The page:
Popular social messaging app, WhatsApp has a succession of security issues since its inception, Telegram Boss Pavel Durov says.
The Russian entrepreneur added his voice to the mounting criticism over the Facebook-owned app, following the recent hacking experience that saw millions of its users update the service.
“Looking back, there hasn’t been a single day in WhatsApp’s 10 year journey when this service was secure,” Durov claims.
The privacy of 1.5 billion WhatsApp users was this week compromised after a huge security flaw was exposed, and the Telegram founder warns that this may not be the last or worst incident of its kind.
In a blog post, Durov laid out all the reasons why the latest privacy scandal in WhatsApp didn’t surprise him as such, seeing as it has a consistent history of security issues.
“WhatsApp has a consistent history – from zero encryption at its inception to a succession of security issues strangely suitable for surveillance purposes,” he claims in the post.
Everything on WhatsApp users’ phones – from private videos, photos, and even texts and emails were laid bare, accessible to hackers in what is believed to have been executed by an Israeli group of hackers.
The challenge with WhatsApp though is that it isn’t open source, so even security researchers can’t easily check for any vulnerability in its underlying software. This could allow hackers and governments to create backdoors that would easily bypass any built-in security measures in the app.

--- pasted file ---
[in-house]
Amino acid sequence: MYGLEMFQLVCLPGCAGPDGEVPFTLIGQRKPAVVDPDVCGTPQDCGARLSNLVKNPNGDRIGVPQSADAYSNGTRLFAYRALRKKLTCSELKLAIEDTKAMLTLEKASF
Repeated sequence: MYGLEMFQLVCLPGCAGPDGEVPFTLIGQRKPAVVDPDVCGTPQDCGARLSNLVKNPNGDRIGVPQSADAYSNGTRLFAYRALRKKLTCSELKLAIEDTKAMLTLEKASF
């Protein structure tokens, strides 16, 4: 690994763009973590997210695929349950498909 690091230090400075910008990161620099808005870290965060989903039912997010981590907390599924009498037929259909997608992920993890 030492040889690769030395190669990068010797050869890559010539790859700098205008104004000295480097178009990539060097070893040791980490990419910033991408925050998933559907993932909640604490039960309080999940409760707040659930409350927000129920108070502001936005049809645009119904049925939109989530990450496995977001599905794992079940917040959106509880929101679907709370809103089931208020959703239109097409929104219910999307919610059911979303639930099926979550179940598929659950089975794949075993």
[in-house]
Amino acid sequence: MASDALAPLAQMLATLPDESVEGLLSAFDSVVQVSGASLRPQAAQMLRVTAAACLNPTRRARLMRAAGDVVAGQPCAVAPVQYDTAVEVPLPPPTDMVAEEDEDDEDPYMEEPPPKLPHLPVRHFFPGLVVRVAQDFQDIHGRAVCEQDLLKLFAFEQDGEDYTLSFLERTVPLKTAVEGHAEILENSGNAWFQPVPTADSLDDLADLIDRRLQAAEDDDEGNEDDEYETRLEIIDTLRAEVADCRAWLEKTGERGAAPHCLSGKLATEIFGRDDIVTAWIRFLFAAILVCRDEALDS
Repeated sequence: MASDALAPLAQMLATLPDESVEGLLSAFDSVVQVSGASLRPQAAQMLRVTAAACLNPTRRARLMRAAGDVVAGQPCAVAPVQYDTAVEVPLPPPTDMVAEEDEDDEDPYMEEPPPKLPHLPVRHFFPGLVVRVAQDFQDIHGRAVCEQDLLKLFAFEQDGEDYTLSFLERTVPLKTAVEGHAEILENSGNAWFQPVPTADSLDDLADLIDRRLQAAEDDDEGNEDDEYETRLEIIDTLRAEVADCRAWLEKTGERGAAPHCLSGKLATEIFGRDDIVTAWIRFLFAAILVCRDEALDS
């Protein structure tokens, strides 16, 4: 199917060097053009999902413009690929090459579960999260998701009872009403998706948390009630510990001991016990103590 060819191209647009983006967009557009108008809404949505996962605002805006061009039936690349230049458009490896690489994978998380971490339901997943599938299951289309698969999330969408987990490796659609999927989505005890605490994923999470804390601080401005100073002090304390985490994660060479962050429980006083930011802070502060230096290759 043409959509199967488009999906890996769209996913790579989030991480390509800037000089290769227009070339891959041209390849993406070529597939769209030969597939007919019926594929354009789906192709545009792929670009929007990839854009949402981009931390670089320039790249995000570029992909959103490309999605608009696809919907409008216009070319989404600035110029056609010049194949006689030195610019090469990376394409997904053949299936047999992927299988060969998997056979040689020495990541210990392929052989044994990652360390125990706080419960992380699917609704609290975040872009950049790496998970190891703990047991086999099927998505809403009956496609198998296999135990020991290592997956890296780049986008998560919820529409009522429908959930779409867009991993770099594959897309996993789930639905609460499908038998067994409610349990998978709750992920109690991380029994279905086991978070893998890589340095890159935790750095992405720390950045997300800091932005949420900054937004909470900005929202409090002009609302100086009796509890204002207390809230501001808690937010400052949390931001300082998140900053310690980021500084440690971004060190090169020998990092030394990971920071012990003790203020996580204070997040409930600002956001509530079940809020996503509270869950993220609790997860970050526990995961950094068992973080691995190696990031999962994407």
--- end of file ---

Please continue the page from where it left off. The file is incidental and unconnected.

In 2016, WhatsApp introduced end-to-end encryption to “every form of communication”, with the aim of preventing reading of messages by outsiders besides the sender and recipient. However, this alone isn’t enough to assure and protect the users’ security and privacy, as well as that of the app itself.
Even upgrading to the latest version of WhatsApp doesn’t guarantee that a similar hack or worse won’t be exploited in future.
Durov adds that each time WhatsApp gets a critical fix on vulnerability in the app, “a new one seems to come up in its place.”
“All of their security issues are conveniently suitable for surveillance, and look and work a lot like backdoors,” he added, noting that it won’t be secure unless fundamental changes are made to how it works.
“For WhatsApp to become a privacy-orientated service, it has to risk losing entire markets and clashing with authorities in their home country,” he wrote, adding that the WhatsApp team doesn’t seem to be ready for such an eventuality.
Elsier is an avid tech writer, who loves mobile apps, games, music, and cars. When she’s not catching up on the latest in tech, she’s binging on reruns of her favorite series.